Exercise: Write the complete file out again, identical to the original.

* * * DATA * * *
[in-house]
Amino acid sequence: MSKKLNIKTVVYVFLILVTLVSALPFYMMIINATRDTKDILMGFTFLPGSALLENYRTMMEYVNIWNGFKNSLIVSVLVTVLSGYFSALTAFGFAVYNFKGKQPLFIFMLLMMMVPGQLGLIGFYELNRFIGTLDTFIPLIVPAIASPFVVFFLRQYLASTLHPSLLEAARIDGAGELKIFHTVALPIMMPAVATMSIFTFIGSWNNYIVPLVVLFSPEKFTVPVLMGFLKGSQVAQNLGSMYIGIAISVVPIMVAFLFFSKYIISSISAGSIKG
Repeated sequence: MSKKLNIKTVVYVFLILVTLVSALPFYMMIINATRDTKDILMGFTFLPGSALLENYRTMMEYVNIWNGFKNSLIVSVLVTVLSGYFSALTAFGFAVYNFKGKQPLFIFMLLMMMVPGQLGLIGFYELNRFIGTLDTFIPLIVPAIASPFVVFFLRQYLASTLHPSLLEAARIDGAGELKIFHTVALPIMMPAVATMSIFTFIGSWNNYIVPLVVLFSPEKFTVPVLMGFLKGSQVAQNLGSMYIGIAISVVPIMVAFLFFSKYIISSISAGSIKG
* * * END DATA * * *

[in-house]
Amino acid sequence: MSKKLNIKTVVYVFLILVTLVSALPFYMMIINATRDTKDILMGFTFLPGSALLENYRTMMEYVNIWNGFKNSLIVSVLVTVLSGYFSALTAFGFAVYNFKGKQPLFIFMLLMMMVPGQLGLIGFYELNRFIGTLDTFIPLIVPAIASPFVVFFLRQYLASTLHPSLLEAARIDGAGELKIFHTVALPIMMPAVATMSIFTFIGSWNNYIVPLVVLFSPEKFTVPVLMGFLKGSQVAQNLGSMYIGIAISVVPIMVAFLFFSKYIISSISAGSIKG
Repeated sequence: MSKKLNIKTVVYVFLILVTLVSALPFYMMIINATRDTKDILMGFTFLPGSALLENYRTMMEYVNIWNGFKNSLIVSVLVTVLSGYFSALTAFGFAVYNFKGKQPLFIFMLLMMMVPGQLGLIGFYELNRFIGTLDTFIPLIVPAIASPFVVFFLRQYLASTLHPSLLEAARIDGAGELKIFHTVALPIMMPAVATMSIFTFIGSWNNYIVPLVVLFSPEKFTVPVLMGFLKGSQVAQNLGSMYIGIAISVVPIMVAFLFFSKYIISSISAGSIKG